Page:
When teachers leave
schools, overall morale appears to suffer enough that student
achievement declines—both for those taught by the departed teachers and
by students whose teachers stayed put, concludes a study recently presented at a conference held by the Center for Longitudinal Data in Education Research.
The impact of teacher turnover is one of the teacher-quality topics that's been hard for researchers to get their arms around. The phenomenon of high rates of teacher turnover has certainly been proven to occur in high-poverty schools more than low-poverty ones. The eminently logical assumption has been that such turnover harms student achievement.
But a couple years back, two researchers did an analysis that showed, counter-intuitively, it's actually the less- effective teachers, rather than the more- effective ones, who tend to leave schools with a high concentration of low-achieving, minority students. It raised the question of whether a degree of turnover might be beneficial, since it seemed to purge schools of underperforming teachers.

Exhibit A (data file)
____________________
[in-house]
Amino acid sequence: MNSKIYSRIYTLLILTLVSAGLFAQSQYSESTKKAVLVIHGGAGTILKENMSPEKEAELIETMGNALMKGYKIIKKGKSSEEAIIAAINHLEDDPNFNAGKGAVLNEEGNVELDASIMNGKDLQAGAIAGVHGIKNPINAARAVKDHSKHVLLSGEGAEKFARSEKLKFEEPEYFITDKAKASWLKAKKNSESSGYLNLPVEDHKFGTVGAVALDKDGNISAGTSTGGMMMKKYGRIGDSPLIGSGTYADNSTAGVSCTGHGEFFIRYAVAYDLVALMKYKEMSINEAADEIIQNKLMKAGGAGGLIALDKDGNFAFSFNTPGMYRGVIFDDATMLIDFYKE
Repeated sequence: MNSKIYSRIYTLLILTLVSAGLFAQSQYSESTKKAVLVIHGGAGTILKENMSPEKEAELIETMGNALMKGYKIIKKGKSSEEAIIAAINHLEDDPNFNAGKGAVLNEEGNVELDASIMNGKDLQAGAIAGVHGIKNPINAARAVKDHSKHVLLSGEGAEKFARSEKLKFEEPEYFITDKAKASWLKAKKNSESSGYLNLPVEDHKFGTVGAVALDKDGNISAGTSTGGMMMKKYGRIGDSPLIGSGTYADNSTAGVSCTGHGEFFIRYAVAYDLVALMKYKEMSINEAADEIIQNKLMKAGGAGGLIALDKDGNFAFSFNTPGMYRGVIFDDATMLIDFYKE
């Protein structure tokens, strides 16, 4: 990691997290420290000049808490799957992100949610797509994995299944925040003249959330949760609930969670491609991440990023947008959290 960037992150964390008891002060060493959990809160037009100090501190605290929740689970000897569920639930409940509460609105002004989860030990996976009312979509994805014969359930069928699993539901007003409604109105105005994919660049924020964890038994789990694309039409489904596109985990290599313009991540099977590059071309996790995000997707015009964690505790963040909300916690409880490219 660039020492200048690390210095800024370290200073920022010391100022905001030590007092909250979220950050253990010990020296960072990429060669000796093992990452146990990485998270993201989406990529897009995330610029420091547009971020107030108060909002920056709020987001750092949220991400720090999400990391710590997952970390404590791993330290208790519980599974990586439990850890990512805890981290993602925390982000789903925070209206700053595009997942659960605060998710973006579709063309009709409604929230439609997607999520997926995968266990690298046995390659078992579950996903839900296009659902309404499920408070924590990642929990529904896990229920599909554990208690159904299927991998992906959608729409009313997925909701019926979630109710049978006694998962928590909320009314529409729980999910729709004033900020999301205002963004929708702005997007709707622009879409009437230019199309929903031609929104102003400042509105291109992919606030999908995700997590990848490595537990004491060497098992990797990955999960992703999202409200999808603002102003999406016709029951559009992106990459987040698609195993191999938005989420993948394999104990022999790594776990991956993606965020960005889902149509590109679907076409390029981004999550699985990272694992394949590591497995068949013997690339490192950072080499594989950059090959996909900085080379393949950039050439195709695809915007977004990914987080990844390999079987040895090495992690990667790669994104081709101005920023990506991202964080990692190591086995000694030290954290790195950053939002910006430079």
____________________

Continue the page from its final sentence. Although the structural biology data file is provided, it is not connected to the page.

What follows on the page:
When reporting on that study, I played devil's advocate by pointing out that it didn't address the cultural impact of having a staff that's always in flux. The recently released CALDER paper suggests I may have been right in probing this question.
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